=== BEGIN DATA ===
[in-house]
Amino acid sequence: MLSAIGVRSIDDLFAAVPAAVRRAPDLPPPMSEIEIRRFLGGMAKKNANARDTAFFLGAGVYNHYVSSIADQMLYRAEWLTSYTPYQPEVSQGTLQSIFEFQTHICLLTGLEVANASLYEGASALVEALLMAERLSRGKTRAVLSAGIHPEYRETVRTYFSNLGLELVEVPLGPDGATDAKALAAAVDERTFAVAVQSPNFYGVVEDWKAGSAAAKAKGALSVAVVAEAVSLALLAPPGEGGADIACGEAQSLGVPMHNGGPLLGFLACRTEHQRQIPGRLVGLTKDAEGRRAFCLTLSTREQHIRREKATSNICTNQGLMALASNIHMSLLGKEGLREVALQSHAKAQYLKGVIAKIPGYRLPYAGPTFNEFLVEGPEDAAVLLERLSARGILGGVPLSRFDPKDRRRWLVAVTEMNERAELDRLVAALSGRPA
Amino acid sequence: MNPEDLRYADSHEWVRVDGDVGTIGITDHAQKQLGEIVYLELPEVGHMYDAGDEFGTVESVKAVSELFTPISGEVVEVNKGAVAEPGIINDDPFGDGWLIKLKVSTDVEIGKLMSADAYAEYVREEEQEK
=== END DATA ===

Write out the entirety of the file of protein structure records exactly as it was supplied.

[in-house]
Amino acid sequence: MLSAIGVRSIDDLFAAVPAAVRRAPDLPPPMSEIEIRRFLGGMAKKNANARDTAFFLGAGVYNHYVSSIADQMLYRAEWLTSYTPYQPEVSQGTLQSIFEFQTHICLLTGLEVANASLYEGASALVEALLMAERLSRGKTRAVLSAGIHPEYRETVRTYFSNLGLELVEVPLGPDGATDAKALAAAVDERTFAVAVQSPNFYGVVEDWKAGSAAAKAKGALSVAVVAEAVSLALLAPPGEGGADIACGEAQSLGVPMHNGGPLLGFLACRTEHQRQIPGRLVGLTKDAEGRRAFCLTLSTREQHIRREKATSNICTNQGLMALASNIHMSLLGKEGLREVALQSHAKAQYLKGVIAKIPGYRLPYAGPTFNEFLVEGPEDAAVLLERLSARGILGGVPLSRFDPKDRRRWLVAVTEMNERAELDRLVAALSGRPA
Amino acid sequence: MNPEDLRYADSHEWVRVDGDVGTIGITDHAQKQLGEIVYLELPEVGHMYDAGDEFGTVESVKAVSELFTPISGEVVEVNKGAVAEPGIINDDPFGDGWLIKLKVSTDVEIGKLMSADAYAEYVREEEQEK